Childs Play

Child’s Play

The new Child’s Play is a smart reboot for the demon doll franchise, writes MacDara Conroy

The knives were out for this reimagining of the notorious Child’s Play series as soon as it became clear original director and creator Don Mancini would not be involved (and he was hardly quiet about it, either). Blades were sharpened when it emerged that Brad Dourif — a beloved figure so enmeshed with the franchise that even his own daughter has starred in it — wouldn’t be returning to voice Chucky, the killer toy at the middle of the mayhem. And then there were those first images of the new Chucky doll, in which the carefully crafted mood lighting did little to hide the vacant blandness of its appearance. Was that really what they were going for?

For many, its fate was sealed. After all, Hollywood doesn’t exactly have a stellar track record in reviving Eighties shtick for jaded modern audiences. But the finished product, it’s a delight to say, sees Chucky slash at his critics in a tight 90 minutes of crowd-pleasing exploitation fare, the kind that rarely reaches cinemas these days without pandering to the lowest common denominator.

While this remake doesn’t stray too far from its roots — a monstrous doll terrorises a young boy and his mother — it’s the changes to bring things up to date that give second-time feature maker Lars Klevberg and first-time screenwriter Tyler Burton Smith room to play around with more ambitious ideas, giving their take on this twisted toy story a decidedly satirical edge.

Gabriel Bateman in Child's Play

Chucky’s ‘birth’, in this version, plays on far more contemporary (and arguably more realistic) concerns than the original’s Voodoo possession, as a harried programmer in a Vietnamese sweatshop deletes the safety protocols from a WiFi-connected ‘Buddi’ doll before flinging himself from the factory roof. The affected smart toy gets shipped to a strip mall in some unnamed US metropolis, where it’s salvaged from the reject bin — glowing red eyes, you see — by overworked widow Karen (Aubrey Plaza) as a gift for her son Andy (Gabriel Bateman).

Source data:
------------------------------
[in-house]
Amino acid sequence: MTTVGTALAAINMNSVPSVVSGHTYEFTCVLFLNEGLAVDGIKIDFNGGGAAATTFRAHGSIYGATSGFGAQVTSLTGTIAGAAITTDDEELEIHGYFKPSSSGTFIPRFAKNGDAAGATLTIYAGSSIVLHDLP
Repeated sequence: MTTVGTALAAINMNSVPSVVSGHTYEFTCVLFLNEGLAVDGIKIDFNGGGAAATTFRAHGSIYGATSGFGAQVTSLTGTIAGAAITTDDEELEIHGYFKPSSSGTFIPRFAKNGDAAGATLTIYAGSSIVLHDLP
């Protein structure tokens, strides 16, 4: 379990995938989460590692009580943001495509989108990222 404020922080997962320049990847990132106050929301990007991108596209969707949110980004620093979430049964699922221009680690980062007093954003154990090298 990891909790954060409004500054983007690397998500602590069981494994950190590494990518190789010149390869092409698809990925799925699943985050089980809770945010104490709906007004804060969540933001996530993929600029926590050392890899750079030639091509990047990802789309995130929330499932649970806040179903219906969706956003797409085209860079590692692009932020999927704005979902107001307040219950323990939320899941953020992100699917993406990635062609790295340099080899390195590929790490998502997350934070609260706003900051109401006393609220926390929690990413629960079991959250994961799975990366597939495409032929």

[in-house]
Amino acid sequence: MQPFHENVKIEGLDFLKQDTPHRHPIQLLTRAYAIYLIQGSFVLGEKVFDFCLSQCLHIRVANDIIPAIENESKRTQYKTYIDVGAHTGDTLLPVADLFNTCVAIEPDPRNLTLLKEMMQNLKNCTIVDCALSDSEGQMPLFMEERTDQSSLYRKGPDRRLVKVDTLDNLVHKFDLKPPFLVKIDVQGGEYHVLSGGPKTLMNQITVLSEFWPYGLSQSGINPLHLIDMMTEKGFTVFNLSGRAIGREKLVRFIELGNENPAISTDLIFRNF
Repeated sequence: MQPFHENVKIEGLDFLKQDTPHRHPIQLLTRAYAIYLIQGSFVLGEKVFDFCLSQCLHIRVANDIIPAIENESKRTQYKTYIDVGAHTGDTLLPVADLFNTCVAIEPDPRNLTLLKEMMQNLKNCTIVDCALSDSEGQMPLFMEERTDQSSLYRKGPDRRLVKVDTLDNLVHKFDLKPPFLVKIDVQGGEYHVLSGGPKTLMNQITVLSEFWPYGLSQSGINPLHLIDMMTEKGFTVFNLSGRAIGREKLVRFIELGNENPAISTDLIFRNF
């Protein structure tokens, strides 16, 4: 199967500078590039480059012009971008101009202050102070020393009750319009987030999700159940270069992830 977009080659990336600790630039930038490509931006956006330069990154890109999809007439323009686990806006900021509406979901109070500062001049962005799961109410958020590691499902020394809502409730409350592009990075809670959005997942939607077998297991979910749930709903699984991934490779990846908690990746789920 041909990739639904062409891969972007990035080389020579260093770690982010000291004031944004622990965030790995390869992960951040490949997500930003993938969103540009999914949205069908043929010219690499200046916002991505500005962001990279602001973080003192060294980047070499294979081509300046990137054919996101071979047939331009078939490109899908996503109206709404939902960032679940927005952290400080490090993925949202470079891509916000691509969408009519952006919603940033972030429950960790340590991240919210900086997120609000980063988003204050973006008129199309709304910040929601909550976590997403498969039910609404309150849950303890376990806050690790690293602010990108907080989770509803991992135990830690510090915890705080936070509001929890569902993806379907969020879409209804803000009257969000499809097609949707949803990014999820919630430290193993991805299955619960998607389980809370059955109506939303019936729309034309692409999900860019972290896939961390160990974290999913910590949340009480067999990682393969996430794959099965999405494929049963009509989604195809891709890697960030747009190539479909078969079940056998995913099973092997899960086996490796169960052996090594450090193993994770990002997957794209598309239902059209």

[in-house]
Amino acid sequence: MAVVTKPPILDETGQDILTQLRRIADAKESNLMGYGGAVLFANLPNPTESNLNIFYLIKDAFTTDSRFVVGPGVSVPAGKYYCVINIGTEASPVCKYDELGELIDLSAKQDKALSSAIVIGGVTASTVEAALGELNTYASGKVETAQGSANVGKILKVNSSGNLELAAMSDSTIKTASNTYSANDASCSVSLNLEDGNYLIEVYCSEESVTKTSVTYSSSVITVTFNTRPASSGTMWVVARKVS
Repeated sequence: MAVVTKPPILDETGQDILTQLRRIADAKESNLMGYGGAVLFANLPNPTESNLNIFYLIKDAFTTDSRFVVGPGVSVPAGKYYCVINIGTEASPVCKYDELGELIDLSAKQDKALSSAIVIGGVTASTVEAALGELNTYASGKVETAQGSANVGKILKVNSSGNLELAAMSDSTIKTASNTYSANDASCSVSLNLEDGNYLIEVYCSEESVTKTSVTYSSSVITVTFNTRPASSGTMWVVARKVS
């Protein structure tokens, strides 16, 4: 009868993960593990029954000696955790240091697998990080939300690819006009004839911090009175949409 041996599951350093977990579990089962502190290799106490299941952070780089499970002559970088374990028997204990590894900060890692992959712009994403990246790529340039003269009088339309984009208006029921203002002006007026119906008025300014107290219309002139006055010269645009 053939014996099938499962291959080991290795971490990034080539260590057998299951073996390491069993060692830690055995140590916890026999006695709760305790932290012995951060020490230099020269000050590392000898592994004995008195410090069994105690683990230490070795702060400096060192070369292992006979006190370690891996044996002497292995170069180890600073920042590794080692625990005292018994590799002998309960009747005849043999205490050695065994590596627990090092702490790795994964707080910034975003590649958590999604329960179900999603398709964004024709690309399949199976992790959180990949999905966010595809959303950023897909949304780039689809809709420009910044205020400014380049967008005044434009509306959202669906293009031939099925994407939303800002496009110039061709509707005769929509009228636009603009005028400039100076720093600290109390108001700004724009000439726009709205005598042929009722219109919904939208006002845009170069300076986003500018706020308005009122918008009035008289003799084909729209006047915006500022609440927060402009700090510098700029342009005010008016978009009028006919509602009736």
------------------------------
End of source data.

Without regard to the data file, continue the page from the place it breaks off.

While he’s not exactly jazzed — what does a young teen want with a kid’s doll, even if it can walk and talk and connect to the internet? — he soon warms to its quirky charms, not least its ability to learn swear words. The doll itself has more character than the initial marketing suggests, with some genuinely creepy facial expressions, and the new voice of Chucky, Mark Hamill, brings the same kind of sinister mischievousness to the role as he imbued the Joker in Batman’s animated incarnation.

Child's Play

Chucky’s lack of a filter also endears the friendless Andy to neighbours Pugg (Ty Consiglio) and Falyn (Beatrice Kitsos), who are more than up for using the toy to prank the nasty boyfriend of Andy’s mom. All the while, of course, Chucky is picking up on innocuous — and some not so innocuous — social cues and situations to fuel his inevitable murderous streak, starting with the house cat that Andy says he can’t stand…

That sets the stage for a riotous comedy-slasher that cleverly blends a stew of disparate themes, some of which have been around for years (rogue AI, corporate greed) and others more here and now (the perils of connected devices versus the benefits of tech like hearing aids), with a smattering of kids-gang action adventure, and some good old-fashioned splatter and gore, deployed sparingly but with tremendous effect — leading to a bravura finale at a toy shop that will have you screaming “Why?! Why did they make that?!” But in a good way.

Child’s Play opens in selected cinemas nationwide on Friday June 21st

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